Microsoft may have been forced into GPL release

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Microsoft may have been forced into GPL release

Commitment to open source less than first thought.

Microsoft’s first foray into releasing open source code might not have been quite as altruistic as it first made out.

At the start of the week Microsoft released its first code under the open source General Public Licence (GPL) version 2.0. The code was for Windows Server 2008 Hyper-V or Windows Server 2008 R2 Hyper-V.

The company made much of the fact that it is active in the open source community but it now appears that Microsoft was forced to release the code for previous violations of the GPL.

Stephen Hemminger, an engineer with open-source network vendor Vyatta, blogged that the move by Microsoft was a response to a violation of the terms of the GPL.

Microsoft, he said, had been using GPL technology in its Hyper-V network drivers.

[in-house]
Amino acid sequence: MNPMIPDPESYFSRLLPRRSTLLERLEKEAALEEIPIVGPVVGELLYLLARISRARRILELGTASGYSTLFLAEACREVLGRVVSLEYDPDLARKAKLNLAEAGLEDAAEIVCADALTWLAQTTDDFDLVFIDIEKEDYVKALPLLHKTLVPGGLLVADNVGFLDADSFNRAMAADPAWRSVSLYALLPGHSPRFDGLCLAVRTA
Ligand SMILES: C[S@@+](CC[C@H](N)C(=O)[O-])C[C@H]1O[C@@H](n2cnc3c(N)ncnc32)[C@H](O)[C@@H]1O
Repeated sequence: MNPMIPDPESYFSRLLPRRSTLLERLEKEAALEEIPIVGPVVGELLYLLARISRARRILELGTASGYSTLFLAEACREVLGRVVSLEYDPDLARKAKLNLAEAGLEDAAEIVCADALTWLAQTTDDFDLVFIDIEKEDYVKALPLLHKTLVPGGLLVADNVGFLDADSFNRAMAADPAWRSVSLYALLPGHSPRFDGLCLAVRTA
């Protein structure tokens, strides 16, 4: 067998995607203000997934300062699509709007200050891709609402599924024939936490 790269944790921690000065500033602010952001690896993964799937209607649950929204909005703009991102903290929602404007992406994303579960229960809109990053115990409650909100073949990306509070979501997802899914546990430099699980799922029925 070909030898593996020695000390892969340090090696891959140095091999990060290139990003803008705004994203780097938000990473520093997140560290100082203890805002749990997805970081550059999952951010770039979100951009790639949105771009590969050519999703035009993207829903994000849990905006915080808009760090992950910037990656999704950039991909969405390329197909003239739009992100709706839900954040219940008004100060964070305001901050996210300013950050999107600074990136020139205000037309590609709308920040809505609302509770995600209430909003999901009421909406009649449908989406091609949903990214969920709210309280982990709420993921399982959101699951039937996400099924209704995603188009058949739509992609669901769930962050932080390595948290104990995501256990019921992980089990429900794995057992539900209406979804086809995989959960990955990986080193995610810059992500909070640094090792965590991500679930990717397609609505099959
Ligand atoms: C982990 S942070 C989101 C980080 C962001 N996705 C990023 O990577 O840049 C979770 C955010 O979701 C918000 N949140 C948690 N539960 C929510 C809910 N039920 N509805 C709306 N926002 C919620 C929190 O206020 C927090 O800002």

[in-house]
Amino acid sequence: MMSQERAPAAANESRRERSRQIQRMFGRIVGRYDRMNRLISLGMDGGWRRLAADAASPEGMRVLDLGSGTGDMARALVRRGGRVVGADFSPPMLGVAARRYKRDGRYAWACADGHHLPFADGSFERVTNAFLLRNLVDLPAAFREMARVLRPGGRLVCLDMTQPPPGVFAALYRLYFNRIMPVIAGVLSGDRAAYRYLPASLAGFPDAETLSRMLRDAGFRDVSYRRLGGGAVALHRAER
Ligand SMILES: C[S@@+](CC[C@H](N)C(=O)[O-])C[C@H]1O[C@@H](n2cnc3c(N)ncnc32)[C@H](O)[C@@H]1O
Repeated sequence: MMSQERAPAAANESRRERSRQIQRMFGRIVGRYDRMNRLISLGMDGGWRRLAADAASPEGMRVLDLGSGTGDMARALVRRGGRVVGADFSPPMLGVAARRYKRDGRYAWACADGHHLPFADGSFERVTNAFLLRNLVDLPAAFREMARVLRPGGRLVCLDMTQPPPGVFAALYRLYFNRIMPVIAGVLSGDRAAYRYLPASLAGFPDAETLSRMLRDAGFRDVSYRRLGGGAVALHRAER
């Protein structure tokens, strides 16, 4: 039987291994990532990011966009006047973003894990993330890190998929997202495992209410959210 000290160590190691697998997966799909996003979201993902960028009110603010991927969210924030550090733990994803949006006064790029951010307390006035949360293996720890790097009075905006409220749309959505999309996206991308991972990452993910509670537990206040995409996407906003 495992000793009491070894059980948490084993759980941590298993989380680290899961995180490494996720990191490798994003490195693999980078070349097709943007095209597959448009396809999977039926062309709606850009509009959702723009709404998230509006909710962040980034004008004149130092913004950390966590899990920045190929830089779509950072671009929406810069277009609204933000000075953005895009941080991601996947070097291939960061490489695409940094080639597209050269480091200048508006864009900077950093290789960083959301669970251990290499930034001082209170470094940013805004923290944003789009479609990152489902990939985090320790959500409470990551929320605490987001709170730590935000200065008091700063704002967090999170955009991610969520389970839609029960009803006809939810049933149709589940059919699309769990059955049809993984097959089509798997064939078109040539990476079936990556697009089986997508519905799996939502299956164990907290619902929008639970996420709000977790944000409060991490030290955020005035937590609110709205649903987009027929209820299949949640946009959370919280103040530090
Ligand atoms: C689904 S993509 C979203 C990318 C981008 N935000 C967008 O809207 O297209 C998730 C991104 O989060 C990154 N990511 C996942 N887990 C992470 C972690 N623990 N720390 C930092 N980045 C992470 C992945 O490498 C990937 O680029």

“This saga started when one of the user's on the Vyatta forum inquired about supporting Hyper-V network driver in the Vyatta kernel,” he writes.

“A little googling found the necessary drivers, but on closer examination there was a problem. The driver had both open-source components which were under GPL, and statically linked to several binary parts. The GPL does not permit mixing of closed and open source parts, so this was an obvious violation of the license.”

He said he contacted a counterpart with Novell who was working with Microsoft to rectify the situation without causing a fuss. The Novell employee, Greg Kroah-Hartman, appeared to confirm that Microsoft was forced to GPL its code in his blog.

If true the revelation will be of serious embarrassment to Microsoft, given the previous public statements the company has made on the matter.

A request for information to Microsoft was not returned at time of going to press.

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